# Find the taylor series about x=0 for the following function g(x) = ln(x^(2) +1)

*print*Print*list*Cite

If we try to take derivative after derivative, things will get messy quickly. Instead, we can use the following trick:

`g(x)= "ln" (x^2+1)`

`g'(x)= (2x)/(x^2+1)`

We can find the power series for `g'(x)` using what we know about geometric series:

`1+z+z^2+z^3+... = (1)/(1-z)` (provided that `|z|<1` )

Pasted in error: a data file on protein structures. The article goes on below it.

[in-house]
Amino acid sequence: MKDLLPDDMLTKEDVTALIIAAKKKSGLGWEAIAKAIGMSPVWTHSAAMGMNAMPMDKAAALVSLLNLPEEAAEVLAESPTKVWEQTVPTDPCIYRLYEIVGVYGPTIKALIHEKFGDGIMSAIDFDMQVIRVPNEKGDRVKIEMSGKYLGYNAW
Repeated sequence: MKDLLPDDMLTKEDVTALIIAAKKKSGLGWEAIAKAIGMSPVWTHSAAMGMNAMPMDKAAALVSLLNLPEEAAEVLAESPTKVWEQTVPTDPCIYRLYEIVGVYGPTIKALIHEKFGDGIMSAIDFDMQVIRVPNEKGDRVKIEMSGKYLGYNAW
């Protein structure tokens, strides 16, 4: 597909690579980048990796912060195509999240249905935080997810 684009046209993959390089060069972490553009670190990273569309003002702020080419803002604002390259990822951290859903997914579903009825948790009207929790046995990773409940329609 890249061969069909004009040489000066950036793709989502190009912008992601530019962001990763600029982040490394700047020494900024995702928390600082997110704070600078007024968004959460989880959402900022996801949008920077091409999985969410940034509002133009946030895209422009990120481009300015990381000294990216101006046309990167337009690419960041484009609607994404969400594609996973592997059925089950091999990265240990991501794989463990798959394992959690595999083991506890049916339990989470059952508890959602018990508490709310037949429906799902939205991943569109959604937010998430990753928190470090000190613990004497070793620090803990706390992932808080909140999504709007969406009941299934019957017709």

If we say `z=-x^2`, we have:

`1-x^2+x^4-x^6+...=(1)/(1+x^2)`

So:

`g'(x)= (2x)/(x^2+1)`

`=2x(1-x^2+x^4-x^6+...)`

`=2x-2x^3+2x^5-2x^7+...`

We can integrate term by term to get `g(x)`

`g(x) = C + x^2 - (2/4)x^4 + (2/6)x^6-(2/8)x^8+...`

`=C+x^2 - (x^4)/2 + (x^6)/3 - (x^8)/4 + ...`

To get C, we plug in `x=0`:

`g(0) = C + 0^2 + ...`

`g(0) = "ln" (0^2+1) = 0`

So `C=0`

And

`g(x)=x^2 - (x^4)/2 + (x^6)/3 - (x^8)/4 + ...`

Or, in summation notation:

`g(x) = sum_(n=1)^oo (x^(2n))/n`